24. What is the advantage of using Siltek-treated gas sample loops or valves?

Siltek treatment is a passivation process that applies an inert, integral layer to components used for chromatographic analysis. Unlike traditional deactivations, it is not susceptible to cleavage or formation of active silanols and, therefore, greatly reduces both bleed and the breakdown or adsorption of active components, compared to conventional surface coatings. This unique surface provides an inertness range that surpasses other surface deactivations used in gas chromatography. In sensitive analyses, Siltek-deactivated system components provide outstanding analytical results. For more information on Siltek treatment and treated products, refer to our surface treatment FAQs.

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25. What kind of fittings are on Restek’s gas sample loops?

Our gas sample loops have 1⁄16" fittings, a 1 mm inner diameter (ID), and are for use with “W type” valves.

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26. What is a "-PI" marked or TPED gas sample cylinder?

To comply with the European Union Transportation of Pressurized Equipment Directive (TPED), Restek offers “-PI” marked cylinders for use in European Union (EU) countries. The mathematical Pi mark is required to be stamped into the cylinder (metal) if the cylinder is sold into an EU country.

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27. What is the difference between treated and untreated cylinders?

Siltek-treated sample cylinders are recommended for the collection, storage, and analysis of ppb levels of sulfur, mercury, or other sensitive compounds. Because these compounds quickly react with stainless-steel surfaces, accurate determination of these compounds is not possible when samples are collected and stored in untreated sample cylinders. Siltek passivation techniques bond an inert layer into the surface of stainless steel, preventing active compounds from reacting with or adsorbing to the steel. Please refer to this stability study for additional information.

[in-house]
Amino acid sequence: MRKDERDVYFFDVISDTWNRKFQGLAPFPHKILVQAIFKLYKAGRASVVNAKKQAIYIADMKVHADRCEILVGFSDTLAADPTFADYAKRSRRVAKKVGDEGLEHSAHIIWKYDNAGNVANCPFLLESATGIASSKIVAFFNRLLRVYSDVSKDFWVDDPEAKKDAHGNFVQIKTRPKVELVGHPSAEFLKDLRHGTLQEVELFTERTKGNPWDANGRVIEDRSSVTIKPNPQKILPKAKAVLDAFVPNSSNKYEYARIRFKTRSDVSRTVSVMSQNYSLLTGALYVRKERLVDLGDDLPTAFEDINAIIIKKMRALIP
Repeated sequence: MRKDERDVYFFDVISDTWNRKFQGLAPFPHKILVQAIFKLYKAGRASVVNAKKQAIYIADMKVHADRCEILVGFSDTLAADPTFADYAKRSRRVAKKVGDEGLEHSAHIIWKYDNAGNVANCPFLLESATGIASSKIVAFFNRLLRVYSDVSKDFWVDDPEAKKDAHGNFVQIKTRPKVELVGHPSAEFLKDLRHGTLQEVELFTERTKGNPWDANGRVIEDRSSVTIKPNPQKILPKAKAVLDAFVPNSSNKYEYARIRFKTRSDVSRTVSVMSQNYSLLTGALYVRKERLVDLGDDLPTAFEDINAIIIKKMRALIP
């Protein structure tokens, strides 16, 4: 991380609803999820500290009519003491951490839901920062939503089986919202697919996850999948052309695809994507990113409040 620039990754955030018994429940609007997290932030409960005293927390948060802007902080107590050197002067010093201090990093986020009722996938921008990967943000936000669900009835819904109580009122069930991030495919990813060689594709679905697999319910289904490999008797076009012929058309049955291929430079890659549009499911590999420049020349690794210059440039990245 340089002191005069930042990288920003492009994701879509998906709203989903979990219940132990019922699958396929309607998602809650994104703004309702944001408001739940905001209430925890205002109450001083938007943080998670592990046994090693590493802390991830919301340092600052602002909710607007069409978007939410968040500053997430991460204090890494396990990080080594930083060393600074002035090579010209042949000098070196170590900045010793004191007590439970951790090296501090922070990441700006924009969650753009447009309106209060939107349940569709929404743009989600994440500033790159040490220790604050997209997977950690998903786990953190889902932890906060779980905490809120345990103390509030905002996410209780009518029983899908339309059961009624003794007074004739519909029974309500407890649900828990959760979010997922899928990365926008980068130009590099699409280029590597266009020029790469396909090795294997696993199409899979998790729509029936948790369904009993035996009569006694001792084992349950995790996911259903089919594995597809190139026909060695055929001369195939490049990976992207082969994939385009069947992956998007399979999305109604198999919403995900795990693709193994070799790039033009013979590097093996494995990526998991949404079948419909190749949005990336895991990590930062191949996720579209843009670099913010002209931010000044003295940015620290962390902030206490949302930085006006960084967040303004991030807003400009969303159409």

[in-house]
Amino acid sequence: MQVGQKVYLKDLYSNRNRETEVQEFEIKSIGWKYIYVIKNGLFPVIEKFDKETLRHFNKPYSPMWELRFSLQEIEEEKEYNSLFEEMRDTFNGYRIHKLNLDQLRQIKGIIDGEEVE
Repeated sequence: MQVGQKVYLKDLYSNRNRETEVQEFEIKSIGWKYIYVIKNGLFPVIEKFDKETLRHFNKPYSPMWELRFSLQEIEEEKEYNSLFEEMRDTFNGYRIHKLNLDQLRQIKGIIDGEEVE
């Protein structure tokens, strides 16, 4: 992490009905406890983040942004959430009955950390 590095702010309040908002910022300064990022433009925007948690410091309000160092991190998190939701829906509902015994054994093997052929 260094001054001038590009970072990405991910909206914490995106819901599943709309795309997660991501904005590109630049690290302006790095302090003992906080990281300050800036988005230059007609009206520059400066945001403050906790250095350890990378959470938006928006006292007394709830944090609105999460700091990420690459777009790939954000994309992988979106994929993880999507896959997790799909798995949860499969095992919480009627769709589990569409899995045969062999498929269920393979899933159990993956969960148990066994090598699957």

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28. How do I order a dip tube for my sample cylinder?

A dip tube (also known as an outage tube) provides vapor space above liquefied gases in a sampling cylinder so that if expansion occurs with an increase in temperature, the pressure is not significantly increased. Basically, the length of the dip tube is used to determine the filling capacity of the cylinder.

This blog post contains detailed instructions on how to select and order an appropriate dip tube. Restek sample cylinder valves can be ordered with or without a dip tube from this page or by contacting our U.S. customer service team or your local Restek representative.

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29. How can I clean a treated gas sampling cylinder?

To clean a treated part, rinse with a solvent that will dissolve probable surface contaminants (i.e., use a nonpolar solvent to remove hydrocarbon contaminants or a more polar solvent to remove more active contaminants). Avoid using cleaners containing abrasives as they can scratch the surface layer. Mild sonication might assist in removing contaminants, but do not oversonicate—this could damage the surface layer. Do not use basic solutions with pH>8.